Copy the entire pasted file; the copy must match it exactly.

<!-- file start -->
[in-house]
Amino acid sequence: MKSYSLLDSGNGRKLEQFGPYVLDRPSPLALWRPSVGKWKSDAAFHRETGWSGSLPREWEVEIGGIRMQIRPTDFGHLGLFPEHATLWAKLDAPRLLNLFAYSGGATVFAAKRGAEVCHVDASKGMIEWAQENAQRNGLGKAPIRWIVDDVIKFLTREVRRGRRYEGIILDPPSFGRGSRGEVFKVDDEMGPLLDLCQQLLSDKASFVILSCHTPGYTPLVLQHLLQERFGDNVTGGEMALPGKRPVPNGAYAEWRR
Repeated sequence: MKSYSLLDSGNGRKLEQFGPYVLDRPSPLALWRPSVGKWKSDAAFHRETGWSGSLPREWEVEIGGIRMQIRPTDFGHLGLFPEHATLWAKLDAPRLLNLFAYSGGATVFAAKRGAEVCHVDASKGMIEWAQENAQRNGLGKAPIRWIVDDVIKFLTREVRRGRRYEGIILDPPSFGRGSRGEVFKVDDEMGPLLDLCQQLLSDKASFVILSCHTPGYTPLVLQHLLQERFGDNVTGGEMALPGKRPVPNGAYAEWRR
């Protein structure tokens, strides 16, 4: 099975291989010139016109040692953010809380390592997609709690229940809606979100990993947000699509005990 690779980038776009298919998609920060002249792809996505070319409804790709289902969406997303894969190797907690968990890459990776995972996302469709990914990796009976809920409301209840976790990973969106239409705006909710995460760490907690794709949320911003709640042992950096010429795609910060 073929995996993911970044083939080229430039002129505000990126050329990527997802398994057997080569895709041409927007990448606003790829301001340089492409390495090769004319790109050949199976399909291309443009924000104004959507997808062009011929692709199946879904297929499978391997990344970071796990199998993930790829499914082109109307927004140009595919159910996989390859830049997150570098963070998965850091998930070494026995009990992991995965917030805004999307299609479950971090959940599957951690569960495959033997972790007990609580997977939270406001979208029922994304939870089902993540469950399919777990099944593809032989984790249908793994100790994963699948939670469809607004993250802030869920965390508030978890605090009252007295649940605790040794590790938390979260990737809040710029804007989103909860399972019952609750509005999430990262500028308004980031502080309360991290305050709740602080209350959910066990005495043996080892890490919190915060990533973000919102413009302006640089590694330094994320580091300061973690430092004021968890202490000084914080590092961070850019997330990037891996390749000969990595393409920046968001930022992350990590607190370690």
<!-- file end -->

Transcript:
[in-house]
Amino acid sequence: MKSYSLLDSGNGRKLEQFGPYVLDRPSPLALWRPSVGKWKSDAAFHRETGWSGSLPREWEVEIGGIRMQIRPTDFGHLGLFPEHATLWAKLDAPRLLNLFAYSGGATVFAAKRGAEVCHVDASKGMIEWAQENAQRNGLGKAPIRWIVDDVIKFLTREVRRGRRYEGIILDPPSFGRGSRGEVFKVDDEMGPLLDLCQQLLSDKASFVILSCHTPGYTPLVLQHLLQERFGDNVTGGEMALPGKRPVPNGAYAEWRR
Repeated sequence: MKSYSLLDSGNGRKLEQFGPYVLDRPSPLALWRPSVGKWKSDAAFHRETGWSGSLPREWEVEIGGIRMQIRPTDFGHLGLFPEHATLWAKLDAPRLLNLFAYSGGATVFAAKRGAEVCHVDASKGMIEWAQENAQRNGLGKAPIRWIVDDVIKFLTREVRRGRRYEGIILDPPSFGRGSRGEVFKVDDEMGPLLDLCQQLLSDKASFVILSCHTPGYTPLVLQHLLQERFGDNVTGGEMALPGKRPVPNGAYAEWRR
């Protein structure tokens, strides 16, 4: 099975291989010139016109040692953010809380390592997609709690229940809606979100990993947000699509005990 690779980038776009298919998609920060002249792809996505070319409804790709289902969406997303894969190797907690968990890459990776995972996302469709990914990796009976809920409301209840976790990973969106239409705006909710995460760490907690794709949320911003709640042992950096010429795609910060 073929995996993911970044083939080229430039002129505000990126050329990527997802398994057997080569895709041409927007990448606003790829301001340089492409390495090769004319790109050949199976399909291309443009924000104004959507997808062009011929692709199946879904297929499978391997990344970071796990199998993930790829499914082109109307927004140009595919159910996989390859830049997150570098963070998965850091998930070494026995009990992991995965917030805004999307299609479950971090959940599957951690569960495959033997972790007990609580997977939270406001979208029922994304939870089902993540469950399919777990099944593809032989984790249908793994100790994963699948939670469809607004993250802030869920965390508030978890605090009252007295649940605790040794590790938390979260990737809040710029804007989103909860399972019952609750509005999430990262500028308004980031502080309360991290305050709740602080209350959910066990005495043996080892890490919190915060990533973000919102413009302006640089590694330094994320580091300061973690430092004021968890202490000084914080590092961070850019997330990037891996390749000969990595393409920046968001930022992350990590607190370690």